The issue came to the fore in 2006 following the death of a 30-year-old woman facing deportation to Ecuador. Her family contended she had complained of headaches for days and had received painkillers only just before she slipped into a coma apparently caused by a parasitic brain infection. Jail officials denied they had acted improperly, and an investigation by the Department of Homeland Security inspector general failed to produce conclusive evidence that the death could have been avoided.
An advocate push
Still, advocates made the death cause célèbre in opposing Ramsey’s partnership with ICE, arguing the county should not be in the business of holding immigrants, some of whom had no criminal offenses. In 2006, the County Board approved a moratorium on accepting ICE detainees, but later a split board reversed course.
Activists have continued to push. Some such as John Keller, head of the St. Paul-based Immigrant Law Center, brought up the issue with Serier after he took over in early 2017. They have argued the detention center, where inmates spend six days on average, is not suited for immigration detentions that can stretch on for months. It lacks amenities such as outdoor space and a library, though it has provided mobile book carts.
“A day or two in the jail is very different from long-term warehousing,” said Michele McKenzie of the nonprofit Advocates for Human Rights.
Serier said advocates have been a “welcome part of the conversation” and concerns about the limitations of the facility factored into the final decision.
Last fall, ICE posted a notice inquiring about the availability of 200 to 600 additional detention beds at public or private facilities in Minnesota and nearby states that the St. Paul office covers. Through September 2017, that office arrested about 3,400 people, a more than 70 percent increase over the same period the previous year.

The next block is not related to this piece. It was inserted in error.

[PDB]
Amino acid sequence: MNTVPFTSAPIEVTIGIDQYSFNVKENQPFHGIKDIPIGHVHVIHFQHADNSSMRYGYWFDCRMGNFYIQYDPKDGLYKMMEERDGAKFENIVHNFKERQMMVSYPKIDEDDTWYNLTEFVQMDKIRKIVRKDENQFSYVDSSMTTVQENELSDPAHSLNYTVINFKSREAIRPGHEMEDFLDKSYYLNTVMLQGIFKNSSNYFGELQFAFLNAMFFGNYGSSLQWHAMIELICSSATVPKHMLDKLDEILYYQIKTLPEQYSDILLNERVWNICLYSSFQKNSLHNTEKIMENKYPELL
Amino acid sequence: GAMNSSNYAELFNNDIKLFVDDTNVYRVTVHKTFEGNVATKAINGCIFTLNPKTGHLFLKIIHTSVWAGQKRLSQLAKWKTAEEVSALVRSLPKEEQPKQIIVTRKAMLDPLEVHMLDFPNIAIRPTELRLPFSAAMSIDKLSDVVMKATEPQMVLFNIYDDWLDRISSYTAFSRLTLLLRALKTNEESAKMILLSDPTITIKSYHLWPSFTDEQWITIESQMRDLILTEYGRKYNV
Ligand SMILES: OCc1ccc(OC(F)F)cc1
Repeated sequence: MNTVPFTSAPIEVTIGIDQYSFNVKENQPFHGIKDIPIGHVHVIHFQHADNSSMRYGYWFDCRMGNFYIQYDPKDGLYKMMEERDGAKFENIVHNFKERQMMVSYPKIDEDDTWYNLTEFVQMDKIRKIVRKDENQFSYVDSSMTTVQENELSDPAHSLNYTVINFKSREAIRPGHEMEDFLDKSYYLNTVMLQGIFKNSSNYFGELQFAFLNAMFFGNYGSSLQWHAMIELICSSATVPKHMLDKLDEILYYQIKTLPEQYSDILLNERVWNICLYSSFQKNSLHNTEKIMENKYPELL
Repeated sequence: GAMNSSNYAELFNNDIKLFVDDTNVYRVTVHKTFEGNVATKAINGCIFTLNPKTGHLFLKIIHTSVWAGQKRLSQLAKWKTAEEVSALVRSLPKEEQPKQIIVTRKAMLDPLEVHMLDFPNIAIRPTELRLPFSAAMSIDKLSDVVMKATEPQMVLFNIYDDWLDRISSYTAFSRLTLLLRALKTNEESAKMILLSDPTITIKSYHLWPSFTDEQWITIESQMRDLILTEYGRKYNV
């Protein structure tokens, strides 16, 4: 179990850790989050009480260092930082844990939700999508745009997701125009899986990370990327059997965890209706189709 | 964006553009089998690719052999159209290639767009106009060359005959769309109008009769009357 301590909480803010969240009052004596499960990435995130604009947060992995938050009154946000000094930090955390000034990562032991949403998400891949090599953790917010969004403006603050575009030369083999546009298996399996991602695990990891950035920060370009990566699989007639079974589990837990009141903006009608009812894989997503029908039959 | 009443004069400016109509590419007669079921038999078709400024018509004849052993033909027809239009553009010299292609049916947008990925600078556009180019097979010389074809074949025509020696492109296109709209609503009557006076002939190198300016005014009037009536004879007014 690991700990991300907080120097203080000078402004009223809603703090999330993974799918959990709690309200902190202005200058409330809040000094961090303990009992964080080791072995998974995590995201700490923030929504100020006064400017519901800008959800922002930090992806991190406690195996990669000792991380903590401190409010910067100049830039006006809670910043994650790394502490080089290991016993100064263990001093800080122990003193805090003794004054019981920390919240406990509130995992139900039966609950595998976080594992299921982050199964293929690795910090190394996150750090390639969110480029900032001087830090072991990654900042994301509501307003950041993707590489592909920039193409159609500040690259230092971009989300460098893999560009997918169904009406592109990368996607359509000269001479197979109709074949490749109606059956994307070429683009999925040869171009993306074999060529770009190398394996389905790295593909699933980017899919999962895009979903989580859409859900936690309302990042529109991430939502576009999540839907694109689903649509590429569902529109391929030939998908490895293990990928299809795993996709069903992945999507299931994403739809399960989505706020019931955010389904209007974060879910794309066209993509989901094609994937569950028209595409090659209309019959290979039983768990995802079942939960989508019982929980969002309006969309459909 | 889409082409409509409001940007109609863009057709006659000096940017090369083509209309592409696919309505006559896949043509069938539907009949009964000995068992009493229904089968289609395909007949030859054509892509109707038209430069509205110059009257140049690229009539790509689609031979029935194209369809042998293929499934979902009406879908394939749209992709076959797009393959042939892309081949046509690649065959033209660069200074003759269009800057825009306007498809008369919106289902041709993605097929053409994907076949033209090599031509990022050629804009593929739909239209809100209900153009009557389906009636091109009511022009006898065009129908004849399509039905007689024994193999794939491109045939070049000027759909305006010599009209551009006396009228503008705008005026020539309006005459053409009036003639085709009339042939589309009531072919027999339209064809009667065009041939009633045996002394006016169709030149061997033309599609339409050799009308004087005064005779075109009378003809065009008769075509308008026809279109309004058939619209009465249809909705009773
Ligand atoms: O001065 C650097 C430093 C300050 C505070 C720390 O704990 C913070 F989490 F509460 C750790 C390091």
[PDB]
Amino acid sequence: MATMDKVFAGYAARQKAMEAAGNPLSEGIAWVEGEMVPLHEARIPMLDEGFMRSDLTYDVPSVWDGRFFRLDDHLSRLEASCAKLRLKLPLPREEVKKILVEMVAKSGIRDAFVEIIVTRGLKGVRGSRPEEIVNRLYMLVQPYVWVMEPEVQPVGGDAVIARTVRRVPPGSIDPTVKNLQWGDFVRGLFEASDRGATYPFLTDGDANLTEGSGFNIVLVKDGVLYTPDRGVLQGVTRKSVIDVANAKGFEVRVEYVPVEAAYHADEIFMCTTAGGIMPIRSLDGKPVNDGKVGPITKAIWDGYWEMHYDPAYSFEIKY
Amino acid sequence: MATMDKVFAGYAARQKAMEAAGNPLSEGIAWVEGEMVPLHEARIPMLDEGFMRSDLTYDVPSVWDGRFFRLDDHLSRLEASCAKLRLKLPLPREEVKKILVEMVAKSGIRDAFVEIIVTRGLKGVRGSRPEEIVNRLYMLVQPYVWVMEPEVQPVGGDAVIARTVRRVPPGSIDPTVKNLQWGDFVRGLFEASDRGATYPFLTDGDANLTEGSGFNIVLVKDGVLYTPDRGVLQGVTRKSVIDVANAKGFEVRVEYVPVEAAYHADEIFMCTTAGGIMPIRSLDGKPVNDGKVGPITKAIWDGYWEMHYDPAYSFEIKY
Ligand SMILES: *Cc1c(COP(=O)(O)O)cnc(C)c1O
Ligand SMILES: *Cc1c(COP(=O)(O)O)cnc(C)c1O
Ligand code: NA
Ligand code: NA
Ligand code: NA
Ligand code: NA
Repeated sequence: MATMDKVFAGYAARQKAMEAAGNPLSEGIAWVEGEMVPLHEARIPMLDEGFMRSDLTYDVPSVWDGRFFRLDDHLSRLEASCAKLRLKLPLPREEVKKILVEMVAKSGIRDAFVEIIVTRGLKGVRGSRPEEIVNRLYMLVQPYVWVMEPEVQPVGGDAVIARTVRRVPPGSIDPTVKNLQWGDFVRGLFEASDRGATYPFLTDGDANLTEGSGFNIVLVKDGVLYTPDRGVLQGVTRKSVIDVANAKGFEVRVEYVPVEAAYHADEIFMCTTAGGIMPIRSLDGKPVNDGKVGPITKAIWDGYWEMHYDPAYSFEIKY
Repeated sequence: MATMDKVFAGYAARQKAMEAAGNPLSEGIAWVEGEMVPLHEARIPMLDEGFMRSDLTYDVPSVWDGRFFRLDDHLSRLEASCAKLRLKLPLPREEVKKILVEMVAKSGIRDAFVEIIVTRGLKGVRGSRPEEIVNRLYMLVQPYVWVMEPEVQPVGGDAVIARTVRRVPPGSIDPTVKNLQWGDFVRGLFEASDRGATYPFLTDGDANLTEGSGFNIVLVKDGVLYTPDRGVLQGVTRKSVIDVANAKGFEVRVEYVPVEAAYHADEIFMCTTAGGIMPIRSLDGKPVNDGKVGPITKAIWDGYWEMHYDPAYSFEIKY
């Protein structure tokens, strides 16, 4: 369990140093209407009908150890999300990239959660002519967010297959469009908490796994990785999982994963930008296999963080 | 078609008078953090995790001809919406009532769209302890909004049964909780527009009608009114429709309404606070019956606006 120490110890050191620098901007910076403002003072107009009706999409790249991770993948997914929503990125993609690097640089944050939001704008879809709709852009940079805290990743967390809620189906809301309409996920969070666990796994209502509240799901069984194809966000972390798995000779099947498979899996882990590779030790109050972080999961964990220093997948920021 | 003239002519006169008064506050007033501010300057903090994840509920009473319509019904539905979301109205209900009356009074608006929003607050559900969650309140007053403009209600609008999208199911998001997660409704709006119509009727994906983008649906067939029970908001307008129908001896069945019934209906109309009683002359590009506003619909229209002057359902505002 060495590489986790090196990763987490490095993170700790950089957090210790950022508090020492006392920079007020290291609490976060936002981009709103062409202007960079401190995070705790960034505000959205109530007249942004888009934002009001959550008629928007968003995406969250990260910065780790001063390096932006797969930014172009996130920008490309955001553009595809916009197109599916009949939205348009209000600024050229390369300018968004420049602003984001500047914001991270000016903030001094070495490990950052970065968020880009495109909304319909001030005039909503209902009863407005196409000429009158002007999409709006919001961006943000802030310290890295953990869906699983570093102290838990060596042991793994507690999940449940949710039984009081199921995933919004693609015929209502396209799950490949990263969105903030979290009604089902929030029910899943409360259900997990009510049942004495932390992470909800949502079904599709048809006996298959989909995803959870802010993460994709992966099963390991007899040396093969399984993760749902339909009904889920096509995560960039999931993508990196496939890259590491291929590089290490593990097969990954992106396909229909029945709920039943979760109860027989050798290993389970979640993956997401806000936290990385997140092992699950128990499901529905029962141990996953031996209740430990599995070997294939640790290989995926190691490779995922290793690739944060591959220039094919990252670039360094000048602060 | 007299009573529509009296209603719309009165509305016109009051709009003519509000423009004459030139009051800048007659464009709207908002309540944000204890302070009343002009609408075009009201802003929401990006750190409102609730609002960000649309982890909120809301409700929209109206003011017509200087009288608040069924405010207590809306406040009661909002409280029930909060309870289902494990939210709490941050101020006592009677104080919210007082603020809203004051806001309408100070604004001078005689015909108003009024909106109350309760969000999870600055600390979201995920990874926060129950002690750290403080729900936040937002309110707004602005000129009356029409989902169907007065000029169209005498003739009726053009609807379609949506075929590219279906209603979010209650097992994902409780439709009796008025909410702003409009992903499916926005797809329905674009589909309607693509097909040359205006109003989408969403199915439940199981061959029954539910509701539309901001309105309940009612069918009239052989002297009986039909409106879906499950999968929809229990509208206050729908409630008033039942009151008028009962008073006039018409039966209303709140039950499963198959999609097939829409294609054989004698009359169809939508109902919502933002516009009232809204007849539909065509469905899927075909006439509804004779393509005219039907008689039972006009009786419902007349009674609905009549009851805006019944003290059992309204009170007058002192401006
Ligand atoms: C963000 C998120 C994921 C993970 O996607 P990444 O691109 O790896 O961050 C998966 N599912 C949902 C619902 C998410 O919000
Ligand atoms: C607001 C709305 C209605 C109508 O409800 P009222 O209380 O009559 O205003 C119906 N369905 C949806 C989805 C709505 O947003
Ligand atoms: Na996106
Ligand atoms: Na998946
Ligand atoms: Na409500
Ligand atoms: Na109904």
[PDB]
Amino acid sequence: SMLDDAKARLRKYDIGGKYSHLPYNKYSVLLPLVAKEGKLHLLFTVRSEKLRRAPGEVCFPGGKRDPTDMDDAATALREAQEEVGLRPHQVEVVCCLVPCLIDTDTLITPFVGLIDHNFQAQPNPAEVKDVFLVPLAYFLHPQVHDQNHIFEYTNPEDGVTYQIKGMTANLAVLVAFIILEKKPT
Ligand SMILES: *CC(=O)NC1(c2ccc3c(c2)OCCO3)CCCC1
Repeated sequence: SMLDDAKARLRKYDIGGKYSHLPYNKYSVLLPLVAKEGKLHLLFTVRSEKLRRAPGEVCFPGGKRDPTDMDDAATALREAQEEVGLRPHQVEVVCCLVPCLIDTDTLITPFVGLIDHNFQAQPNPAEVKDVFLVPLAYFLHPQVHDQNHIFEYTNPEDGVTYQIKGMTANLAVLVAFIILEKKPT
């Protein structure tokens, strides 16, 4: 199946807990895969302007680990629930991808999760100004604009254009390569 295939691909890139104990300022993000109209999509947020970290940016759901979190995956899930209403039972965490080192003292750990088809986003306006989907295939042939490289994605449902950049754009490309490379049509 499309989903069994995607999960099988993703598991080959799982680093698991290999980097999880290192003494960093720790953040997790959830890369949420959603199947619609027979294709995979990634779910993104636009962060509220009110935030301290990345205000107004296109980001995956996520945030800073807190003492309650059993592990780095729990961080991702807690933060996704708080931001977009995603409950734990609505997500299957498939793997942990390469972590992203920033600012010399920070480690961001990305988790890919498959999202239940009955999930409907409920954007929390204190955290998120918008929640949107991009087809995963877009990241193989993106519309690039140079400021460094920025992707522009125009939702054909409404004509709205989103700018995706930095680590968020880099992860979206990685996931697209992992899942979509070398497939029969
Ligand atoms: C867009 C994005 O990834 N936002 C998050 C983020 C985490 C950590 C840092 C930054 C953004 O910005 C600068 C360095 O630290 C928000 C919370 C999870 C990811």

No big impact on ICE
But Shawn Neudauer, a St. Paul spokesman for the agency, said other Minnesota facilities can absorb the relatively small number of detainees that Ramsey recently held.
“We have a good relationship with Ramsey County,” he said. “We’re really happy with our partnership with them.”
Serier said he hopes to stay on positive terms with the federal agency as well. His office does not honor requests to hold county detainees longer for ICE without a judicial order. It does notify the agency when it is about to release inmates ICE wants to take into custody.
Other sheriff’s offices in the state said they have no plans to jettison their contracts with ICE. Freeborn County Sheriff Kurt Freitag said his office just negotiated its first price increase since 2009, from about $77 to $95.86 a day.
Advocates generally welcomed Ramsey’s move — with some misgivings. Danielle Robinson Briand, a local immigration attorney and member of the advocacy group MIRAC, said the group had weighed a campaign last year against the contracts. It decided against it in the end, she said: “If we say we don’t want immigration detention in Minnesota, they’ll just find space out of state.”